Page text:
Therefore, the CCDs, which are to be converted into shares, within a maximum period of ten years, are allowed to be accepted as such and not prohibited as Deposit under the Companies Act, 2013.

While issuing CCDs to a Resident Indian or Non-Resident Indian investor provisions of Section 71 read with section 42 of the Companies Act, 2013 and the Companies (Prospectus and Allotment of Securities) Rules, 2014 in respect of “Private Placement” need to be followed.

Analysis of applicability of Foreign Exchange Management Act (FEMA) to CCDs

Foreign Direct Investment (FDI) Regulation defines ‘Capital Instruments’ are equity shares, debentures, preference shares and share warrants issued by an Indian company. Debentures: Debentures are fully, compulsorily and mandatorily convertible debentures. And amendment of the tenure of compulsorily and mandatorily convertible debentures shall be in compliance with the Companies Act, 2013.

Non-convertible/ optionally convertible/ partially convertible instruments, for which funds have been received on or after May 1, 2007, shall be treated as debt and shall confirm to External Commercial Borrowing (ECB) guidelines framed under Foreign Exchange Management (Borrowing and Lending in Foreign Exchange) Regulations, 2000. ECB requires prior approval confirming Loan Registration Number (LRN).  Accordingly, under the Foreign Direct Investment (FDI) regime, investment on repatriation basis can only be made into equity shares, compulsorily convertible preference shares and compulsorily convertible debentures (“CCDs”). Instruments which are not fully convertible instruments are considered to be External Commercial Borrowing (“ECB”) and therefore, are governed by ECB regime.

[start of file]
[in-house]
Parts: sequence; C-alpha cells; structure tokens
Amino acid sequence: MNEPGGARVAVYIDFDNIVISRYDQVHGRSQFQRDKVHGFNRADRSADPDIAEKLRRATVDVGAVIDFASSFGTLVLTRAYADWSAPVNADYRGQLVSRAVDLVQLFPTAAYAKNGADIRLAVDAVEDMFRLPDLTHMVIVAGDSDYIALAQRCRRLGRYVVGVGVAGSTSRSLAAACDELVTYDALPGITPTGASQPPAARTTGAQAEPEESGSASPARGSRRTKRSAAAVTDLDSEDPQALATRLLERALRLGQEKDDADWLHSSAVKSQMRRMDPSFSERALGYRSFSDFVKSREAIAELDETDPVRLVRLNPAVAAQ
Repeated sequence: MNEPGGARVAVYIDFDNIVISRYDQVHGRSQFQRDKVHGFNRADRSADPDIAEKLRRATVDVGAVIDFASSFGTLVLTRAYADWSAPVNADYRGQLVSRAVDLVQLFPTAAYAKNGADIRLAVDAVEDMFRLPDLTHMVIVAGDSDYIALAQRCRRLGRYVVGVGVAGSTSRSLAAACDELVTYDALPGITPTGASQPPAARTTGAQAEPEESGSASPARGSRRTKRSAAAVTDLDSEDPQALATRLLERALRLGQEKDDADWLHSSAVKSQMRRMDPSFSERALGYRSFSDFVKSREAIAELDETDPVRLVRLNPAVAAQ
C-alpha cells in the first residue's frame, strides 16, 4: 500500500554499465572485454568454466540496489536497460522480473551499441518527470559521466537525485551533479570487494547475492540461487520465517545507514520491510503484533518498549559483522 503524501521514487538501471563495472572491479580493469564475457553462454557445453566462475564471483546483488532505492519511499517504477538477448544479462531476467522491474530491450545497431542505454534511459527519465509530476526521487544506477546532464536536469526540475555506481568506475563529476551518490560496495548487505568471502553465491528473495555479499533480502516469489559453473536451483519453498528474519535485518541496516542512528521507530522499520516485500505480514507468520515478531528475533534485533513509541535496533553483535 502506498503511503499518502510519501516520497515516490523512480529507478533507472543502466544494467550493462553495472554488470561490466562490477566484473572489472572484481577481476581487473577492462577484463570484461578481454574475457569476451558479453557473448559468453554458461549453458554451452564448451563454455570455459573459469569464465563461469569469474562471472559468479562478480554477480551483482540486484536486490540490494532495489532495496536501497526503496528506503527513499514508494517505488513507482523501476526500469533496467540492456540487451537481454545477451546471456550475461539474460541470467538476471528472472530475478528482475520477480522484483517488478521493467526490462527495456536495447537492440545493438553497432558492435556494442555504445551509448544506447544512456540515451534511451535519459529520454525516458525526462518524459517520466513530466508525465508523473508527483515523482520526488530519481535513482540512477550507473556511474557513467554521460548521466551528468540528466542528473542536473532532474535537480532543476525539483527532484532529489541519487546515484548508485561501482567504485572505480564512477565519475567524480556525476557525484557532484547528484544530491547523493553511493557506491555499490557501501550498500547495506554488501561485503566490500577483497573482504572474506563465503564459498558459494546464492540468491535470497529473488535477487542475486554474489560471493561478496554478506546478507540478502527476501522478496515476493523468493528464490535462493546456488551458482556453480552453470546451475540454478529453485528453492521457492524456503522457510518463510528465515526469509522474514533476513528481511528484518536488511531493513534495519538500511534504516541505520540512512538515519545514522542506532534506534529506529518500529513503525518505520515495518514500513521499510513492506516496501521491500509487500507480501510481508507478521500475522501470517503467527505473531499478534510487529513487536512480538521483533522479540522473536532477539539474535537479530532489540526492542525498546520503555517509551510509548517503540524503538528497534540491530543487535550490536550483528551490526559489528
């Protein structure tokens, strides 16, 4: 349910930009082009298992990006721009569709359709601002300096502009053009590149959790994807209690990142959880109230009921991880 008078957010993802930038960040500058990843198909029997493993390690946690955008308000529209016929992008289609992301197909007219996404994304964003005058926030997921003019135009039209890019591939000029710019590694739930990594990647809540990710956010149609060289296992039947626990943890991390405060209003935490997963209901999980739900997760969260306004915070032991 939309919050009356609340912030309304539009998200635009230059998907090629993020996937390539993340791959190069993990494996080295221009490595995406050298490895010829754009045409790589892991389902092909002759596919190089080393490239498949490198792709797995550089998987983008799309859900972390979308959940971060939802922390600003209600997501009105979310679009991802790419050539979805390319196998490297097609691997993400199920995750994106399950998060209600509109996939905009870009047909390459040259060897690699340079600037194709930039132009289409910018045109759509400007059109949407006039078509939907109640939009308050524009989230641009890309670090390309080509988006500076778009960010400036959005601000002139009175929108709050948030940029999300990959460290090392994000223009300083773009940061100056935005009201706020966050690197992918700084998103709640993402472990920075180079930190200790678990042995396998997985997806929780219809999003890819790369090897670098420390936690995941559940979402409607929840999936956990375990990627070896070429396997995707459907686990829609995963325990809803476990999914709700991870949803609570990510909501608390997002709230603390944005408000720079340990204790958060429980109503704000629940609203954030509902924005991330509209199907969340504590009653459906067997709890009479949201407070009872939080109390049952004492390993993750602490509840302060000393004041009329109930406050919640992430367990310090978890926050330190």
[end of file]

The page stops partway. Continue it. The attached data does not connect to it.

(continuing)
There are Pricing Guidelines Fresh issue of CCDs. Price of fresh issue of CCDs to persons resident outside India under the FDI Scheme, shall be on the following basis:

  1. the price worked out in accordance with the relevant SEBI guidelines in case of a listed Indian company or in case of a company going through a delisting process as per the SEBI (Delisting of Equity Shares) Regulations, 2009; or
  2. the valuation of capital instruments done as per any internationally accepted pricing methodology for valuation on an arm’s length basis duly certified by a Chartered Accountant or a SEBI registered Merchant Banker or a practicing Cost Accountant, in case of an unlisted Indian Company.

The pricing of CCDs should be decided / determined upfront at the time of issue of CCDs. The price for the convertible instruments can also be a determined based on the conversion formula which has to be determined / fixed upfront, however the price at the time of conversion should not be less than the fair value worked out, at the time of issuance of these instruments, in accordance with the extant FEMA regulations.

To get a deeper understanding of CCDs and applicability for your case, please write to us with your queries.